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The Big Stuff, The Small Stuff, and John McCain

I’ll try not to begin my endorsement of Senator John McCain with the hero’s epic that seems to physically trail the man wherever he goes. It’s become such a commonplace that to contribute another McCain hagiography spotted with "brave," "proud," … Read More

By / January 4, 2008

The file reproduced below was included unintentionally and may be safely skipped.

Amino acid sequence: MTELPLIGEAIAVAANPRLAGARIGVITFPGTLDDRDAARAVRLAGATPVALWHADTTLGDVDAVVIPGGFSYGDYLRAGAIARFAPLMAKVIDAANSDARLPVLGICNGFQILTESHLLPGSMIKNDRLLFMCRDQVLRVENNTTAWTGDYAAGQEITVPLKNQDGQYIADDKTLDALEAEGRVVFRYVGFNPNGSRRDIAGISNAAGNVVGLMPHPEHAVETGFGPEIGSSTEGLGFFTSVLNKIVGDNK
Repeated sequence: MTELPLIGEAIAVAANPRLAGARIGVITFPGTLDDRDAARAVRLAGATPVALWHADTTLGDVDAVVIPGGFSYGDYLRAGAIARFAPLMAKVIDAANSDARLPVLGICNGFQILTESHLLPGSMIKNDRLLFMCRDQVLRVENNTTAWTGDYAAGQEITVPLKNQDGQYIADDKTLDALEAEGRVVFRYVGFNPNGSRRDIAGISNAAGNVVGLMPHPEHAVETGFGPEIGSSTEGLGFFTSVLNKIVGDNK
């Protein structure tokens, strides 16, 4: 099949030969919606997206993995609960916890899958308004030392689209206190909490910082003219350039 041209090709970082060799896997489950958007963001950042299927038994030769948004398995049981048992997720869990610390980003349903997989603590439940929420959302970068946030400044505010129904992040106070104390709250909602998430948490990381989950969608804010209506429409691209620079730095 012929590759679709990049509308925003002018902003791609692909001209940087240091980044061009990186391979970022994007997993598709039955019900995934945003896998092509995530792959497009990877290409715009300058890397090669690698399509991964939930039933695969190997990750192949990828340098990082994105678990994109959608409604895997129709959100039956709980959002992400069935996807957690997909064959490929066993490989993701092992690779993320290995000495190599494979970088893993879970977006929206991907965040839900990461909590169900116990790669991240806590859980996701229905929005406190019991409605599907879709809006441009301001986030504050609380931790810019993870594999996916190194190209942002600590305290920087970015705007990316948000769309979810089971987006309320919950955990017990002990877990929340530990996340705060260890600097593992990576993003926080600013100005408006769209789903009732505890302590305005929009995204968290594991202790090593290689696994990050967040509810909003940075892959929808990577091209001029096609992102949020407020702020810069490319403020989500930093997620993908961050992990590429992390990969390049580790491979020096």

I’ll try not to begin my endorsement of Senator John McCain with the hero’s epic that seems to physically trail the man wherever he goes. It’s become such a commonplace that to contribute another McCain hagiography spotted with "brave," "proud," and "strong" is to mindlessly shortcut your way into dismissing the Senator’s achievements. Besides, at this point anyone unaware of John McCain’s service is beyond my reach. So. In 2002, John McCain turned in the most successful comedic turn of any politician ever to do Saturday Night Live. Which only has to mean he wasn’t painful to watch. In fact, his “McCain Sings Streisand” sketch was damned funny and he seemed to put some genuine effort into his John Ashcroft imitation. When (portraying the Attorney General) he said, “We've got some really great stuff in the works. There's one plan that would make the Arabic language – or anything that sounds like it – illegal," McCain demonstrated at least two kinds of—yes—bravery that had disappeared amongst politicians by 2002: the bravery to wildly criticize a member of your own party, and the bravery to be perceived as politically incorrect. Humor, confrontation, and risky allusions are the vibrant stuff of youth—are they not? Yet the sixtyish-and-under candidates blow scripted one-liners and speak of pacifying enemies, while the man who’s supposedly too old for the White House sets the “bomb Iran” question to the Beach Boys. And I like it. Everyone in the world tells you not to sweat the small stuff and then goes off to catastrophize the minute nonsense of their lives. At this stage of his career, all that needs tastefully to be observed about John McCain’s record is that no living American is better equipped to discriminate between the small stuff and the big stuff. The Senator spots the difference effortlessly while rest of the pack won’t even acknowledge there is one. Jokes, song parodies – small stuff. War, terror, freedom, victory – big stuff. In talking about McCain’s heroism, one doesn’t need to mention Vietnam. Simply consider Iraq. Senator McCain has the distinction on Capital Hill of being both the most energetic supporter of the Iraq War and the first, most vocal critic of the Rumsfeld strategy. He actually believed in the importance of the cause, and therefore the necessity of victory. A liberated state is not a goal to be scrapped when things go wrong; it’s a principle worthy of unwavering stamina and ingenuity. It’s easy to spew bromides about bringing the troops home, but much harder to take the risk of a new strategy. As Senator McCain has recently pointed out, while the frontrunners boast about being “agents of change,” no other candidate can rightfully claim agency in the life-saving (and nation-saving) changes brought about by the troop surge in Iraq. In taking my cue from the Senator, I’ve expanded my list of small stuff. The McCain-Feingold finance reform, dissent on the Bush tax cuts, and certain details of immigration reform all fall under that heading. John McCain shares my idea of the big stuff and he has my vote.

 

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